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Knowle Hall History:

 

Knowle Hall  in 1951

Knowle Hall was built around 1830 for a young man called Benjamin Cuff Greenhill who had been born in Puriton Manor in 1807.  He married Henrietta Macdonald, a granddaughter of the renowned Flora Macdonald who helped Bonnie Prince Charlie escape from England in 1746 – after the Rebellion of 1745  and decided they required a larger house, surrounded by parkland.   He chose a site on the sheltered south side of the Poldens on land recently acquired by his mother.  The house was constructed at great expense and furnished in the style of Louis XIV.  Ample cellars were built for the storage of wine and an Ice House was built in a small wood on the western side of the Hall. Benjamin kept his personal pack of hounds in the kennels.  “Mr. Greenhill’s Hounds” were well-respected in the area.   

 

The driveway was initially one mile long, with an entrance at the Gardener’s Lodge off what is now the Lay-By, up to the Hall and continuing across the parkland through Knowle Hill Wood to the gate by the Knowle Inn.  The main “causeway” drive from Crandon Bridge and the Coachman’s Lodge was built later and the elegant entrance gates which were bought at a Paris exhibition were sadly confiscated to be melted down for the Second World War Effort.  Coverts for shooting were planted on the hill and an aviary was built at Keeper’s Cottage situated near the top of Puriton Hill.

Benjamin and Henrietta moved into the Hall in 1831 and three daughters were born.  The marriage failed and Henrietta took the children to live in France with her mother.  By 1838 Benjamin had also moved to France and let the Hall to John Venables Vernon of Clontarf Castle, Ireland.   The heir to the Castle was born in the Hall.  During the 1840s Benjamin became involved with the cement industry starting up in Puriton and Dunball; most of the land used was leased from him and when he returned on business he stayed with his mother in Puriton Manor.  The Dakin family from Lancashire rented the hall in the 1850s,   Henrietta Greenhill died in 1853 and Benjamin married the young daughter of a French count, Pelagie Du Bruille. By 1856 Benjamin had returned to the Hall again.  Four sons were born and the Hall was the scene for many family celebrations and a few tragedies.  The family played a leading role in the life of Bawdrip, Puriton, Woolavington and Bridgwater.    When the eldest son Benjamin married, he was given Puriton Manor for his home but died young without children so the third son, Christophe, inherited the Manor.   Benjamin Cuff died in the Hall in 1881 and his second son Pelham inherited the Knowle Estate.  Pelham preferred to live in London and Bristol and, later, Brighton so the Hall was leased again.  The Dakin family returned and Mr. Dakin sold his distinguished library of 1800 volumes whilst he was living there.   Richard Berridge, a partner in the London Brewery of Meux & Co. who was the greatest landowner in Ireland in Victorian times, owning 170,000 acres in Galway was said to be “of  Knowle Hall, Bridgwater” on documents  of  1883 and in 1887 but it was probable that he had granted Pelham  a mortgage on the property and sublet to first, the Waud family of London followed by the Gowan family.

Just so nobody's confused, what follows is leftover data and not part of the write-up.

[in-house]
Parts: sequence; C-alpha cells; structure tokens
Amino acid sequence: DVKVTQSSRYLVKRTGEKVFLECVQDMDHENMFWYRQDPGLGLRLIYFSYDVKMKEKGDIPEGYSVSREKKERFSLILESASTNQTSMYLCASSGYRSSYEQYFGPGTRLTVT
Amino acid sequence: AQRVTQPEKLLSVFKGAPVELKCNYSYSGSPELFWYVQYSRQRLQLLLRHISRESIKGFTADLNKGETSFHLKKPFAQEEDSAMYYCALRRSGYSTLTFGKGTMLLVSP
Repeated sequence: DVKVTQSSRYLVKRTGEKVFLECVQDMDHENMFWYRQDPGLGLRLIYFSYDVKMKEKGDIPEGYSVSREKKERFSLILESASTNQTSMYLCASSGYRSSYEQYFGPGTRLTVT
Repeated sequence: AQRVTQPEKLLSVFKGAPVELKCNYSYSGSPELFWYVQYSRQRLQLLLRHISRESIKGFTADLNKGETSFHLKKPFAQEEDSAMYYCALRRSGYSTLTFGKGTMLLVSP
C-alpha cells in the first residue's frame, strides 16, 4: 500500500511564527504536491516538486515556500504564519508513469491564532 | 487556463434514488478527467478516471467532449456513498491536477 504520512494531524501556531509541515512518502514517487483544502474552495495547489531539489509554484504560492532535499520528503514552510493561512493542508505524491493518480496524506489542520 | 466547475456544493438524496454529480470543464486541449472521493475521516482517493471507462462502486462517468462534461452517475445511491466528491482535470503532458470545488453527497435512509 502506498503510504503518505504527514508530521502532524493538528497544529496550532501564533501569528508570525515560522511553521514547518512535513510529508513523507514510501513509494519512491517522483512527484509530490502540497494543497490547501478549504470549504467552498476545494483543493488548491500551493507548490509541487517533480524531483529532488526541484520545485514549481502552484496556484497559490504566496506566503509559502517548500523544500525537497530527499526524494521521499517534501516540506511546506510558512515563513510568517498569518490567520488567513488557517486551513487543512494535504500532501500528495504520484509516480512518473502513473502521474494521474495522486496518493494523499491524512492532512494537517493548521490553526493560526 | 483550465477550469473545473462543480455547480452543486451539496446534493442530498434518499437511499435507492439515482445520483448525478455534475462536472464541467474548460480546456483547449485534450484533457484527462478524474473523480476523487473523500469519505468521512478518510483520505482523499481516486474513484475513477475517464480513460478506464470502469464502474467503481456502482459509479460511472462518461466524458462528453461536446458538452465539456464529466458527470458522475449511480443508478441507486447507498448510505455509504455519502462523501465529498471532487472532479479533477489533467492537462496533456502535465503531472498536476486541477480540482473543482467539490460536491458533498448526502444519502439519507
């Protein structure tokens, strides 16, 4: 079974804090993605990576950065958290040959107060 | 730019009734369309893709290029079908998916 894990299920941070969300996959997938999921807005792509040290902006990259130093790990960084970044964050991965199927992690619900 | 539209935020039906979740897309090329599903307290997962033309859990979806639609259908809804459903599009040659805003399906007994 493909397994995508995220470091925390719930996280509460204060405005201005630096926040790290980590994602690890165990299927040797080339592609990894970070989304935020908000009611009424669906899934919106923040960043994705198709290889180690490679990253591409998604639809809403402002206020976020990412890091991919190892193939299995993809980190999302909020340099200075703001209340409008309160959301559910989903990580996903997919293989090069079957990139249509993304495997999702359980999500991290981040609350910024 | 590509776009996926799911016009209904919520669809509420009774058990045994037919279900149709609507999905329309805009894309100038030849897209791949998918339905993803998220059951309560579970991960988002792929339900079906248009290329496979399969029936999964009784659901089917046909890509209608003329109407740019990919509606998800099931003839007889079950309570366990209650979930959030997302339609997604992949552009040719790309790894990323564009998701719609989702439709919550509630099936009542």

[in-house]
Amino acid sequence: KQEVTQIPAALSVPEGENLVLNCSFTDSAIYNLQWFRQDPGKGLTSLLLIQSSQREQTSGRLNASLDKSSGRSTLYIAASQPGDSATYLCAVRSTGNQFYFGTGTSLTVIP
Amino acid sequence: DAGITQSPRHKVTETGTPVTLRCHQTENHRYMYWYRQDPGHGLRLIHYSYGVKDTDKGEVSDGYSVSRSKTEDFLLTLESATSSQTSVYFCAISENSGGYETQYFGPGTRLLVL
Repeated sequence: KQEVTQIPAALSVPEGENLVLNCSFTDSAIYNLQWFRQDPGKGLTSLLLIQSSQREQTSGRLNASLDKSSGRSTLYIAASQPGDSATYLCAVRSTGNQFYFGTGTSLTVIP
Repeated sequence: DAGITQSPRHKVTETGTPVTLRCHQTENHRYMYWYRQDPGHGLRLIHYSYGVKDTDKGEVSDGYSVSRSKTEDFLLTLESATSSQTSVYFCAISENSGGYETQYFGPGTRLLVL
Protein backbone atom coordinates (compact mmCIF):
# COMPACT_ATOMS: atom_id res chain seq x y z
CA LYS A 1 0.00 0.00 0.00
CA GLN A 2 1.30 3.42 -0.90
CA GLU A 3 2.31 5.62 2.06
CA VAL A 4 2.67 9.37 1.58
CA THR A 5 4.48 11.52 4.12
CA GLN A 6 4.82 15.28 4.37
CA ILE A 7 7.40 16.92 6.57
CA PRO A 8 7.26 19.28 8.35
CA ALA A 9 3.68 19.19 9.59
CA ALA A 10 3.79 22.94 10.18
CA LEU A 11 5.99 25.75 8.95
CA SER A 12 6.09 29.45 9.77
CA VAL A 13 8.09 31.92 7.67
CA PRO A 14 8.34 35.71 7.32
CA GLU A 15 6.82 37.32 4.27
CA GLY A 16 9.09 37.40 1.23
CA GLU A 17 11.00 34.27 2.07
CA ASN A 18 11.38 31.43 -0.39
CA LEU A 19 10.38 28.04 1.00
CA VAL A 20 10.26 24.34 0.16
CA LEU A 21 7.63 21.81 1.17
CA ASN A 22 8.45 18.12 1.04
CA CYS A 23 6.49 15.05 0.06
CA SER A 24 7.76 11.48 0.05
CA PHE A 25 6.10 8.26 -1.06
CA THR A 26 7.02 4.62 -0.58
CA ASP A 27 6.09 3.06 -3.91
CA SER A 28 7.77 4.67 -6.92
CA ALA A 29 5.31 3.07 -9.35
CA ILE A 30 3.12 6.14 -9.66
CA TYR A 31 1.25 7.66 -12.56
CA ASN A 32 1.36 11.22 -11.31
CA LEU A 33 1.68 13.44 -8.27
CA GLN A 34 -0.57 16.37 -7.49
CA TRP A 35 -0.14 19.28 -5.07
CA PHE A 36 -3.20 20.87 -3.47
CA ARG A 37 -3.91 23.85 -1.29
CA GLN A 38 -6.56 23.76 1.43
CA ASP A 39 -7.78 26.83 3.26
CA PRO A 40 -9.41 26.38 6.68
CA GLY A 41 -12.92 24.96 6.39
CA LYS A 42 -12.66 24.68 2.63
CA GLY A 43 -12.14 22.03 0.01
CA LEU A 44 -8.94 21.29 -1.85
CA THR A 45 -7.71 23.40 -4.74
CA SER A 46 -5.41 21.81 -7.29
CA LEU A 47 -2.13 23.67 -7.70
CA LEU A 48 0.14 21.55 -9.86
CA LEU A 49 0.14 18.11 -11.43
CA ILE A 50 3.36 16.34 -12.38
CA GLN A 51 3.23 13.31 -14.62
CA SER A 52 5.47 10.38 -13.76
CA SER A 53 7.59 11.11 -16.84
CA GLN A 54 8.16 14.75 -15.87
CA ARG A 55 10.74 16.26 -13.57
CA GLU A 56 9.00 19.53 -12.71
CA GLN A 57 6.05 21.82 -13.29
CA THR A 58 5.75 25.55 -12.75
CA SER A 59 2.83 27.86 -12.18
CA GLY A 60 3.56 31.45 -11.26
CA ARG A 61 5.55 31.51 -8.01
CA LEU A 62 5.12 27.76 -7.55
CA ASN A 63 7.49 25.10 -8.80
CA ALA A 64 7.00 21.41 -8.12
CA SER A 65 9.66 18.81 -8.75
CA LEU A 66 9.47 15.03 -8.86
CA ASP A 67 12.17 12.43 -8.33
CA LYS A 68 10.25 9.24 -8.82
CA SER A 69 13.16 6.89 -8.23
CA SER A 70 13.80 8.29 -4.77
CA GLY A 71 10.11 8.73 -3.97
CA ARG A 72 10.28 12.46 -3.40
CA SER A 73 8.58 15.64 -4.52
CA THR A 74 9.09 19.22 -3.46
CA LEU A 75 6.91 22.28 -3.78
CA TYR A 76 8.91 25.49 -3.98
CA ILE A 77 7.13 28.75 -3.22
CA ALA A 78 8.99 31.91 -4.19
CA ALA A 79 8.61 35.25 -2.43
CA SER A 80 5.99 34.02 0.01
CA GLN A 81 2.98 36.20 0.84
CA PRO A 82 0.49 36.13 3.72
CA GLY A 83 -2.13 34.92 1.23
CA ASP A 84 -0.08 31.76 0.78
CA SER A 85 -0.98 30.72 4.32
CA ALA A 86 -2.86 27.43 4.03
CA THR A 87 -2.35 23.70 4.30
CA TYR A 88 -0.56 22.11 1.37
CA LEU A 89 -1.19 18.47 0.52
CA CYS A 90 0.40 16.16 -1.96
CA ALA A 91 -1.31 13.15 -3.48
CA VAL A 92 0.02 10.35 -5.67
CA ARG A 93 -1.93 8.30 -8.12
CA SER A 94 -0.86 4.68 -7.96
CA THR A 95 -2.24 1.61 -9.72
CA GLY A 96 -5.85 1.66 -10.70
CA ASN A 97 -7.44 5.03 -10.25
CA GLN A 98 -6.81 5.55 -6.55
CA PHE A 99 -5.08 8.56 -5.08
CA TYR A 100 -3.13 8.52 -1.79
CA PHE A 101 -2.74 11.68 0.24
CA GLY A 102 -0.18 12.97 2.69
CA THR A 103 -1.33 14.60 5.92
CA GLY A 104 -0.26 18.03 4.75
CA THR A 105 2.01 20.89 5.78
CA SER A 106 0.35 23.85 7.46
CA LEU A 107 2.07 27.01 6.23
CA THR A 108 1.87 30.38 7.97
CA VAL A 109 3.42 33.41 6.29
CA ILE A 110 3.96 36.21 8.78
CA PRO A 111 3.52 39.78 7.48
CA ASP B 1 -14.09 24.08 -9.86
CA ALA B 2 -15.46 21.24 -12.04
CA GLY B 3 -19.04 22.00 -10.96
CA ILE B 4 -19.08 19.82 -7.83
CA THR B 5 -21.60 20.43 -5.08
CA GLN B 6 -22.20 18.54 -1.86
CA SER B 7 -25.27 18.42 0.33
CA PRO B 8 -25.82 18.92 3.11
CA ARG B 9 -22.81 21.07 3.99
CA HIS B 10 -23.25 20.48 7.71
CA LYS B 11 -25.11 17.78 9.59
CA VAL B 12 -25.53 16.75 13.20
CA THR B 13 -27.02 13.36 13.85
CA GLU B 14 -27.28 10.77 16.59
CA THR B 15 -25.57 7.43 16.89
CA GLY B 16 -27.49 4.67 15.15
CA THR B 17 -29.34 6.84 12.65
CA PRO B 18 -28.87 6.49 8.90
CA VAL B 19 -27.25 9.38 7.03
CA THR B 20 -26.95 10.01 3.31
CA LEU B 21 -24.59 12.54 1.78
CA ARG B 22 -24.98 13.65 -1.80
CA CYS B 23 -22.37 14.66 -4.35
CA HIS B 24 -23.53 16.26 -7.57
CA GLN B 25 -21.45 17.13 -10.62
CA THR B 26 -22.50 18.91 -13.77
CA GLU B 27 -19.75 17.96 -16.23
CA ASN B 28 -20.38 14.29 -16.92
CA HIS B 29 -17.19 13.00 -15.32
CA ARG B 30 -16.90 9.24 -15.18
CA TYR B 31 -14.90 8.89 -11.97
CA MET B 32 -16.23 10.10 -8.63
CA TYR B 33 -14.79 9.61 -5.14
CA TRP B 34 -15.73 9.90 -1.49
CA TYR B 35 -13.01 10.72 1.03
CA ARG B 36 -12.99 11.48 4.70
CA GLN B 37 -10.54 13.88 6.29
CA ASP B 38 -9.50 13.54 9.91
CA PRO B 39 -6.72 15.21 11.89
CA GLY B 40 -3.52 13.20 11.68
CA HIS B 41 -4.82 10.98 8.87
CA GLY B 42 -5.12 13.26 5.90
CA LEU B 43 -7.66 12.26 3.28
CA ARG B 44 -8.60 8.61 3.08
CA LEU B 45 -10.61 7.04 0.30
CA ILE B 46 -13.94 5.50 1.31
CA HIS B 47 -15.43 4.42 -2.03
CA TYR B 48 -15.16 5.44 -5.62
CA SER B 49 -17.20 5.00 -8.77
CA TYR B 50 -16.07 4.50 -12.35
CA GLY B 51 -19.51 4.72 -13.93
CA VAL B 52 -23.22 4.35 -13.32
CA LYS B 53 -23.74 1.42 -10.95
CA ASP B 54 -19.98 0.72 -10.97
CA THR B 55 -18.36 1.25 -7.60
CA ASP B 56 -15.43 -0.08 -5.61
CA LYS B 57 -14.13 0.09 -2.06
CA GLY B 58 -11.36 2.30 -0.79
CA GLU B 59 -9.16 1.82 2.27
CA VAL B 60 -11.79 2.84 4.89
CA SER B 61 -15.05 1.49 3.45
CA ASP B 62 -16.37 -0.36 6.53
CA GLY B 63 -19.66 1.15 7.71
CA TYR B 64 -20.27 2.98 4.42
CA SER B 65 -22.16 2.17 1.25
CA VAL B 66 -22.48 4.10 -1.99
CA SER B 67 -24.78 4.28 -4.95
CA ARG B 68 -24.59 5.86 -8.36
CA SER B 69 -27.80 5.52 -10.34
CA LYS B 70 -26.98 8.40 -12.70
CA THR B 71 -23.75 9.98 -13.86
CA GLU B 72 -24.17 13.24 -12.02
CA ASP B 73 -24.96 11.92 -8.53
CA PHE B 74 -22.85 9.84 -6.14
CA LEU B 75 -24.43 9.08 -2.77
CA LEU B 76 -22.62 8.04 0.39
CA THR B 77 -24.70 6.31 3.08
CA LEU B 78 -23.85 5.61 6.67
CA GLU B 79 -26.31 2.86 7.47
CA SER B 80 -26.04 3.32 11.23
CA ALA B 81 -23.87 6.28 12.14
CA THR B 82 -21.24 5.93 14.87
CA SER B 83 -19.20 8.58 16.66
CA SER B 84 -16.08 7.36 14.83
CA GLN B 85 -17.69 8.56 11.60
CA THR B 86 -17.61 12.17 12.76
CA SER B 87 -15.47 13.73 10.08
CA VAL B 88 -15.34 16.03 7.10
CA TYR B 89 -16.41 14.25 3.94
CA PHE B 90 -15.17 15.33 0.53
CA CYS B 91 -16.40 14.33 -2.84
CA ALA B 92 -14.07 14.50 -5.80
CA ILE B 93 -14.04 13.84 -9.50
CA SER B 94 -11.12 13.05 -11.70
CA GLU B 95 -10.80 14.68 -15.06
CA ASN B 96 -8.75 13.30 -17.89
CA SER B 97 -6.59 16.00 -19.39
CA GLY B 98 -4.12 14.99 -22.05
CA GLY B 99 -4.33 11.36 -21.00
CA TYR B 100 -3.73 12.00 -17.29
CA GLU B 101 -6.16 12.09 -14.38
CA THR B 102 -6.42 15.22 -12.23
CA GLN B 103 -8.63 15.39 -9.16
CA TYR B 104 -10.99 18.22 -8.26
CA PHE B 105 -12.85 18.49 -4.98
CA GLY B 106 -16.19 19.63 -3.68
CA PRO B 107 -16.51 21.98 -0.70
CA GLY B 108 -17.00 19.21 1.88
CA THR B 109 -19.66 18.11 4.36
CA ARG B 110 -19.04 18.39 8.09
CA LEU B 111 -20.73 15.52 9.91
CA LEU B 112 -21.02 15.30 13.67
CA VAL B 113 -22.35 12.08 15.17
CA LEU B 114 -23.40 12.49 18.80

Benjamin Cavill Shepherd, a draper and mercer of Cotham, Bristol, lived there with his family for a number of years until his death in 1913, when Major Lord Henry Fitzgerald, son of the fourth Duke of Leinster, took a 21 year lease.   However, in 1917 Lord Henry sublet to a distinguished naval officer, Rear-Admiral Sir Charles Ottley, KCMG, CB, MVO.

Pelham Greenhill died in May 1916, a month before his son, Benjamin drowned when HMS Hampshire was sunk, taking Lord Kitchener for talks with the Russian Generals.   Benjamin left a widow and three young children, including the next heir, also Benjamin, aged 2.    The Trustees decided that a large part of the Knowle Estate would have to be sold to maintain the family and there was little prospect of the Greenhills returning to the Hall in the short term.   A farmer, Walter Duckett, rented the Hall in 1919 and was still there in 1931.

After a short period as a Country Club the Hall was leased by the Rev. Otto Calaminus and his wife for St. Andrew’s boarding and day school.

  

The cost of maintaining the building became unsustainable for Benjamin Greenhill and he sold the Hall and 14 acres to the school in 1959. When the school moved out, the Eccles Caravan family bought the Hall  but once they were refused planning permission for a caravan site in the park they sold on to the British Institute for Achieving Human Potential which later became the British Institute for Brain Injured Children.

Copyright:  Carol Hudson, with acknowledgements to the British Newspaper Archives.